Japan’s love affair with all things bizarre and electric is not new. Walking the streets of Tokyo can instantly make one feel like a video game character. Bright lights, music, noise of all kinds, colors, and video games line streets, doorways, and even restaurant billboards. So, is it any real wonder that some of the greatest apps come from this intense digital culture?
Cell phones are important in Japan. Japanese cell phone manufacturers produce hundreds of phones every year. Most of these phones sell out quickly. Japan also has a love affair with Apple products (who doesn’t?), and some other best-selling North American phones. But there’s an air in Japan that’s nothing like the North American vibe. Simply, a different way of being – of living. This difference makes Japanese apps better than most other apps on the market.
Existence Not Purpose
Japanese apps don’t necessarily have a direct purpose. Developers may or may not have designed these apps to reach a specific target audience. But most Japanese apps do have one commonality: apps coming from Japan are fun. Not only are they fun, but they’re highly interactive.
Take the app Tiny Riot, for example. Tiny Riot makes a lot of heavy metal, head-banging, noise while you shake and yell at your iPhone. Sure, this app was created in order to help angry Japanese teens deal with anger issues, but it’s also a lot of fun to use. The harder you shake your iPhone, the more noise Tiny Riot makes. It’s just plain fun, and that’s what apps should be.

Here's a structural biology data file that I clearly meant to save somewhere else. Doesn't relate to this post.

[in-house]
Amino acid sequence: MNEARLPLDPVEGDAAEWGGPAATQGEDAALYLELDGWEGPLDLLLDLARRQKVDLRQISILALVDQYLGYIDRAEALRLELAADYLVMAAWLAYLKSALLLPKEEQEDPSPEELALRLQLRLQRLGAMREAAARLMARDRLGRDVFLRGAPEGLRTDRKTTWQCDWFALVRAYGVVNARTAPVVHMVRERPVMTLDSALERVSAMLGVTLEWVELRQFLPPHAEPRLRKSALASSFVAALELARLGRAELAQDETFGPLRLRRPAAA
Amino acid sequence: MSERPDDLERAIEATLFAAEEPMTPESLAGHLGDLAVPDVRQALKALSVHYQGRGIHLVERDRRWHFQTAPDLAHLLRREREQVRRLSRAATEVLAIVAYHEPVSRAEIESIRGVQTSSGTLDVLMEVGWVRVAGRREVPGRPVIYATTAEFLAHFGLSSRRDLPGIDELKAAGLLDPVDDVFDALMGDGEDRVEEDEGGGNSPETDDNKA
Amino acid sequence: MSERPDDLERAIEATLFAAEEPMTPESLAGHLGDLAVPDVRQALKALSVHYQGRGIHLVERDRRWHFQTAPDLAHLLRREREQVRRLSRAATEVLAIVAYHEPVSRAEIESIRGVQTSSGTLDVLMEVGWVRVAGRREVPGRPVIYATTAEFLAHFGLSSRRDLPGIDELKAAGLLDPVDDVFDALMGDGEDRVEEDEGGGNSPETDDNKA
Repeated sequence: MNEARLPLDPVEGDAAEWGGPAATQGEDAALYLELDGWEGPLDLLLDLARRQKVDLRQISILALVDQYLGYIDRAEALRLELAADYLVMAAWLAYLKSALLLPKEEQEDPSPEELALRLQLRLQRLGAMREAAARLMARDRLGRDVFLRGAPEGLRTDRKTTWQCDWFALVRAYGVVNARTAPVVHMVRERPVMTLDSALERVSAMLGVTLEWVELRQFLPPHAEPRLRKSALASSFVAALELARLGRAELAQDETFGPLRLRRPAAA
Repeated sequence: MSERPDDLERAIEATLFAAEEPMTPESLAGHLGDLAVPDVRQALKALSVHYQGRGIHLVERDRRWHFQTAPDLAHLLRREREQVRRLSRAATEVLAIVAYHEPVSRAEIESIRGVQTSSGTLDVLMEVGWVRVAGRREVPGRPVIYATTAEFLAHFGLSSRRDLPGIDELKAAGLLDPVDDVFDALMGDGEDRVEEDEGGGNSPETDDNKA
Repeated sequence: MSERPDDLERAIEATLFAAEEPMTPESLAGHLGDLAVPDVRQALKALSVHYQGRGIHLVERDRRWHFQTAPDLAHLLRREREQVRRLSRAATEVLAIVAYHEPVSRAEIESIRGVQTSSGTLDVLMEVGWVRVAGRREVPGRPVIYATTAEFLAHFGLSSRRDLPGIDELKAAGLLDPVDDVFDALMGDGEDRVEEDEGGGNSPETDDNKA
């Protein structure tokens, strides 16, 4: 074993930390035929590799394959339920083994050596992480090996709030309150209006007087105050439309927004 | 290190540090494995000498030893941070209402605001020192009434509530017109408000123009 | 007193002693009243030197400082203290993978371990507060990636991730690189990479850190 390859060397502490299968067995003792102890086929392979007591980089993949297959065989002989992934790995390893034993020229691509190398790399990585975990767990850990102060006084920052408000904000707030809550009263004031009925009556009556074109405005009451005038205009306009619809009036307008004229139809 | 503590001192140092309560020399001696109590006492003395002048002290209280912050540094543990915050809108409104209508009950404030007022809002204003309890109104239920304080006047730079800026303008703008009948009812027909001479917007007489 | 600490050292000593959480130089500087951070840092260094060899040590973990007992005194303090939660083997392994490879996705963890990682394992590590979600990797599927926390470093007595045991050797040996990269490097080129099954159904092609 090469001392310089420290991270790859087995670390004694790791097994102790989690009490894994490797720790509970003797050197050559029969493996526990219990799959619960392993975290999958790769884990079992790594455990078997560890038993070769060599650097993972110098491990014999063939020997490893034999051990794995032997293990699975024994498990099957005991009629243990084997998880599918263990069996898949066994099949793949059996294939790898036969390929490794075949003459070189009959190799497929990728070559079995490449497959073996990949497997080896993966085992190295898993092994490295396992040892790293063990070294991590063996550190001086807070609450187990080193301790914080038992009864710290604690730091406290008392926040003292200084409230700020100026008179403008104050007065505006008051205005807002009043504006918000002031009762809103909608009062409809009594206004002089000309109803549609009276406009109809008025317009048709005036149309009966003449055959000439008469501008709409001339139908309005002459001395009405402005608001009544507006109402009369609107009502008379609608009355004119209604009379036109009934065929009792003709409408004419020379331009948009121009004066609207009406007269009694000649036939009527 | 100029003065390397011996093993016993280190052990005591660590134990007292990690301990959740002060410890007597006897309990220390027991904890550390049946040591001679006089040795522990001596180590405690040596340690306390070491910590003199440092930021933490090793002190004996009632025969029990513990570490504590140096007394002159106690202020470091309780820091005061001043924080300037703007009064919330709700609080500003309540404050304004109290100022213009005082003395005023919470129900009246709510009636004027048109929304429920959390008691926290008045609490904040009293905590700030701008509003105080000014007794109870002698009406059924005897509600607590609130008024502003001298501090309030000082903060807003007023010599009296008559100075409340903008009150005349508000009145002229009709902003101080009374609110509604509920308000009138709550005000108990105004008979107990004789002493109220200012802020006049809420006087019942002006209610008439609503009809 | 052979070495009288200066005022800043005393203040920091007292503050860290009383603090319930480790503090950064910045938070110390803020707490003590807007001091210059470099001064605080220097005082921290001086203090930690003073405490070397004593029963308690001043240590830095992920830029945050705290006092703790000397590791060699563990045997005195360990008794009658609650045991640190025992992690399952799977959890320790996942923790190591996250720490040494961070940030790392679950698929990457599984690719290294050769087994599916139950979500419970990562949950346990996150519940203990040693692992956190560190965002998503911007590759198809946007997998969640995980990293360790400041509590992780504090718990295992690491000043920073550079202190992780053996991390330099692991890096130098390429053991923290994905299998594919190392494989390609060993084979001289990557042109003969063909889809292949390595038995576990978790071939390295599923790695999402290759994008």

The Most Successful Apps
Have you ever noticed how the most successful apps tend to be gaming apps? Look, for example at the Angry Bird empire. Angry Birds is, essentially, a video game. But, it’s also a game that’s a lot of fun to play. People have become so hooked to Angry Birds that some can’t put the game down. Granted, Angry Birds is not a Japanese invention, but it’s still a fun app that doesn’t necessarily serve a direct purpose.
This is not to say that North American developers haven’t created some great apps. There are apps that make Twitter easier to use and apps that help you fall asleep, but most of these are targeted and full of purpose. Purpose isn’t a bad thing, but it won’t allow you to let loose and abandon all fear of public embarrassment the way that many Japanese apps do.
Where to Find Japanese Apps
If you don’t speak Japanese, you may want to stick to foreign-made apps that can be used in English. Otherwise, you may be navigating a whole different type of water (who knows, you may find that many Japanese apps are still fun – even if you don’t completely understand the directions!). Thankfully, a lot of great Japanese apps come with English instructions.
To find the best Japanese apps on the market, start by conducting a bit of research. I recommend that you research all the apps you download beforehand (Japanese or not) anyway. This way, you know whether or not you are wasting your hard-earned pennies.
You’ll quickly find that the apps coming out of Japan are simply fun to use, and that’s something worth exploring!